The International Organization for Migration called it the deadliest migrant boat sinking since January. The drownings happened as migrant arrivals to Europe are decreasing. The smuggling boat left Libya on Thursday and sent a distress signal in international waters early Friday off the Tunisian coastal city of Sfax, according to an IOM official in Tunisia and a statement from Tunisia's Defense Ministry. Between 60 and 70 people drowned, said the official, who wasn't authorized to give details about the emergency and spoke on condition of anonymity.
Three bodies have been recovered, the Defense Ministry said. Tunisian state news agency TAP said 70 people drowned as the boat sank and that fishing boats rescued 16 others. The survivors of the sinking are now being questioned and cared for by Tunisian authorities, the IOM official said. She said they included people from Bangladesh and Morocco, among other nationalities.
Joel Millman, an IOM spokesman in Geneva, said the reported death toll is the largest number of migrants killed since a Jan. 19 sinking in which 117 people were reported missing and presumed dead. So far this year, 17,000 migrants and refugees have entered Europe by sea, about 30 percent fewer than the 24,000 arriving during the same period last year, according to the IOM. It said 443 people have reportedly died on dangerous Mediterranean Sea crossings so far this year, compared to 620 deaths for the same period in 2018.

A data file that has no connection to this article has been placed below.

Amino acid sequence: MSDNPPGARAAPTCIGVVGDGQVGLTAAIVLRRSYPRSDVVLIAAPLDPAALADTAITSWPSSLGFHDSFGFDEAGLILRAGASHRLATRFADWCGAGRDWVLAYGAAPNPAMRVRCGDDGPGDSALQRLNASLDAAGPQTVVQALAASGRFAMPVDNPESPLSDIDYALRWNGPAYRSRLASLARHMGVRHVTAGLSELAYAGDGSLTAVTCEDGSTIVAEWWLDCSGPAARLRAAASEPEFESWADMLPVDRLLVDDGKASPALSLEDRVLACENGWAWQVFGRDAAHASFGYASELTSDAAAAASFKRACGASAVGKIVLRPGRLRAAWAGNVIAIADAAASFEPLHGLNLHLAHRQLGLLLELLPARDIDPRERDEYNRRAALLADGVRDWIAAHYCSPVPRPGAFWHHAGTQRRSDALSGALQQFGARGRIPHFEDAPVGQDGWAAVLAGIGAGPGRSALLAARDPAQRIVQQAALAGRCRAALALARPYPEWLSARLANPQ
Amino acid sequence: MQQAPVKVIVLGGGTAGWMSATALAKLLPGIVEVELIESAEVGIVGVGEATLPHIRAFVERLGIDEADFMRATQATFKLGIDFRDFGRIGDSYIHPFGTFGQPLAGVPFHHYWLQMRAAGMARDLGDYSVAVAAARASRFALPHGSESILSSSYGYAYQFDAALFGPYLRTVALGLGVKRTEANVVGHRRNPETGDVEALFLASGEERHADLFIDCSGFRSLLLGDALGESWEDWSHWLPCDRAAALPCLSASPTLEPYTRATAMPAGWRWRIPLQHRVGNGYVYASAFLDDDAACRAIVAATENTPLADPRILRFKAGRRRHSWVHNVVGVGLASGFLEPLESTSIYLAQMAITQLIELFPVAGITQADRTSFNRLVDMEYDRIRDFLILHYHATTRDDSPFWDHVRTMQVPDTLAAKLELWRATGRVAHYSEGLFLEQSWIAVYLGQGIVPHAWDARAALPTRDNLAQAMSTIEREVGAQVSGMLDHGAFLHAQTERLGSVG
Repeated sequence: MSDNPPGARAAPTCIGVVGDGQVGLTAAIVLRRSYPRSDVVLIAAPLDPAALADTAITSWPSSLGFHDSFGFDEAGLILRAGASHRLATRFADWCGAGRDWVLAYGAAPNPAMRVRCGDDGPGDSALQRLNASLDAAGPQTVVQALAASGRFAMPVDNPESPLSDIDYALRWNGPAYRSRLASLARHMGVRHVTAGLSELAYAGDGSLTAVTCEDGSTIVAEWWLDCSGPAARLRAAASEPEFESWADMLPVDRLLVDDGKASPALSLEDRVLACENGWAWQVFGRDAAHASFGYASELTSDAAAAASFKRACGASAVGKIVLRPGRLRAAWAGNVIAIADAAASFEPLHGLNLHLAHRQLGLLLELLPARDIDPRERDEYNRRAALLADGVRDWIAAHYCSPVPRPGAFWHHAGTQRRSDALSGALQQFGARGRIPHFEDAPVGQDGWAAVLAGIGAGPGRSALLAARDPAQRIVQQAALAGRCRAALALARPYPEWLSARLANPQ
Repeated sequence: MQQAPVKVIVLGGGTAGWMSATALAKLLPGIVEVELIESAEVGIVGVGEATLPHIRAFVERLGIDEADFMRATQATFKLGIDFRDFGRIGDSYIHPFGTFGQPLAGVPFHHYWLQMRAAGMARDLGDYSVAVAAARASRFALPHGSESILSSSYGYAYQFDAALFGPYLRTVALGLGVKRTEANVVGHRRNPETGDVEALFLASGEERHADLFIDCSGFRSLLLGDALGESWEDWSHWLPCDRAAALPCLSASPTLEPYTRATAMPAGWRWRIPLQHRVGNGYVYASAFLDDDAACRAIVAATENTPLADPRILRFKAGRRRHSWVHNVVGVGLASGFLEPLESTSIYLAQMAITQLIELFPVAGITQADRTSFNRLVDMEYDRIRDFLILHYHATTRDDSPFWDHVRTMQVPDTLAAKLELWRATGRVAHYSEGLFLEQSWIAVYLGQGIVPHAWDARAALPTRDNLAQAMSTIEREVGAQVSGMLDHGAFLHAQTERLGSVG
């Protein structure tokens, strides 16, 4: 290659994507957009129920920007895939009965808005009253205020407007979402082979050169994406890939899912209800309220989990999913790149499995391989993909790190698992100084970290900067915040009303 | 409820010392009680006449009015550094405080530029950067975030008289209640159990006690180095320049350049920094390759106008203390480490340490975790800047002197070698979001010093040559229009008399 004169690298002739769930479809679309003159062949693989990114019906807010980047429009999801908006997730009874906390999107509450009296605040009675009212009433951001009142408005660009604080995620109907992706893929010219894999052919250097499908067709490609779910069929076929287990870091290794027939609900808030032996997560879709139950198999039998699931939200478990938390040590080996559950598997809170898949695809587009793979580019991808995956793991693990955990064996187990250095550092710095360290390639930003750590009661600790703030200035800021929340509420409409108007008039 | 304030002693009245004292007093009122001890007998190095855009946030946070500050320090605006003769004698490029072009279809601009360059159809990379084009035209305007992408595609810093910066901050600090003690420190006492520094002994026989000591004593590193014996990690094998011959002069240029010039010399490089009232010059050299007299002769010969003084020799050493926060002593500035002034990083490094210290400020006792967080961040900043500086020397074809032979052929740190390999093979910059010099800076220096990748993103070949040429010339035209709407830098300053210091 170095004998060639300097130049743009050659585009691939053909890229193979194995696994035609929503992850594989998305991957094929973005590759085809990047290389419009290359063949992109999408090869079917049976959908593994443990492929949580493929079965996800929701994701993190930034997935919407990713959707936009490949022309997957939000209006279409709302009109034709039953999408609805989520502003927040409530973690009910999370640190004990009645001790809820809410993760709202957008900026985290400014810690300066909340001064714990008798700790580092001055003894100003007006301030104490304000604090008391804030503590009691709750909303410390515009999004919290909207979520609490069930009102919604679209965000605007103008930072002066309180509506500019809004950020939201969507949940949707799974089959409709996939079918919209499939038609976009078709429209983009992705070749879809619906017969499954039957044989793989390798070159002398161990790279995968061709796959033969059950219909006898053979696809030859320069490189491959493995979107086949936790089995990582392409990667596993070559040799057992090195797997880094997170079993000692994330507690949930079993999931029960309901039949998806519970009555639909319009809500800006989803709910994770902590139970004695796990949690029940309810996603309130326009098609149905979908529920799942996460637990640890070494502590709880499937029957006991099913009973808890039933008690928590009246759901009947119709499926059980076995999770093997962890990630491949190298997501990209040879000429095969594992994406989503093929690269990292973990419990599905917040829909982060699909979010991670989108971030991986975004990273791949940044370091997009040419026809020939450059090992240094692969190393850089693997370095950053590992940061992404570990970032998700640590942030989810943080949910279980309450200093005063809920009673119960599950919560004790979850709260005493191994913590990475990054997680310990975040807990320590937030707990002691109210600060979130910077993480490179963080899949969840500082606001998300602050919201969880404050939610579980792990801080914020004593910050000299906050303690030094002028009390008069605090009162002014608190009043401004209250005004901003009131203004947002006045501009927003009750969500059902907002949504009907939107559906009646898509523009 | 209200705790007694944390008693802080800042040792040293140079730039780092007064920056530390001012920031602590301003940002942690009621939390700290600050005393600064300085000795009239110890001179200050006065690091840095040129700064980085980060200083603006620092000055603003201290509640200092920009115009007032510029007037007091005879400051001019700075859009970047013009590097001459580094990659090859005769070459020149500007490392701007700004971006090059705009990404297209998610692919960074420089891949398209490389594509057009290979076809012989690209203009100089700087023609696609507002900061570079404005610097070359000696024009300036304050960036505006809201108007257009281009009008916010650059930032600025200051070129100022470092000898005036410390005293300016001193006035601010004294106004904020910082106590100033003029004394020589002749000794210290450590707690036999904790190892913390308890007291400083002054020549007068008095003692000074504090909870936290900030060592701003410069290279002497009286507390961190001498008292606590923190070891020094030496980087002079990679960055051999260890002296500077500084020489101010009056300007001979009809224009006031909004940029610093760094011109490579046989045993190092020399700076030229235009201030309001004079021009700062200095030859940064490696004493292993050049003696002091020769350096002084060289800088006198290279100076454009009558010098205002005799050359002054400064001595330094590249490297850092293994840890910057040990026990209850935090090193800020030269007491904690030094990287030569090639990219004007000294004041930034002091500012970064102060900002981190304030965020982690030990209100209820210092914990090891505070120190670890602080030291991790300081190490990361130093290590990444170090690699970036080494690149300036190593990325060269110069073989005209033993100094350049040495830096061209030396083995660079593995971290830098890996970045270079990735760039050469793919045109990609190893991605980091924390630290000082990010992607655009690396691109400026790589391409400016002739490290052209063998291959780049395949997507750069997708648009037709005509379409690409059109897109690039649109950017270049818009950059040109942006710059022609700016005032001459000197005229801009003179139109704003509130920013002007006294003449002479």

Libya's navy said Friday it rescued 213 Europe-bound African and Arab migrants off the Mediterranean coast this week. It said they were handed over to Libyan police after having received humanitarian and medical aid.
Lawless Libya in North Africa became a major conduit for African migrants and refugees fleeing to Europe after an uprising toppled and killed longtime dictator Moammar Gadhafi in 2011. Libyan authorities have stepped up efforts to stem the flow of migrants, with European assistance.
But human rights groups have strongly criticized Libya for its detention centers, saying migrants being sent back to Libya faced hunger, beatings, torture, rapes and a lack of medical care. In addition, the head of the self-styled Libyan National Army launched an offensive against the government in the Libyan capital of Tripoli last month. The U.N. health agency says 443 people have died, 2,110 have been wounded and nearly 60,000 have been displaced by the violence.
Angela Charlton in Paris and David Rising in Berlin contributed.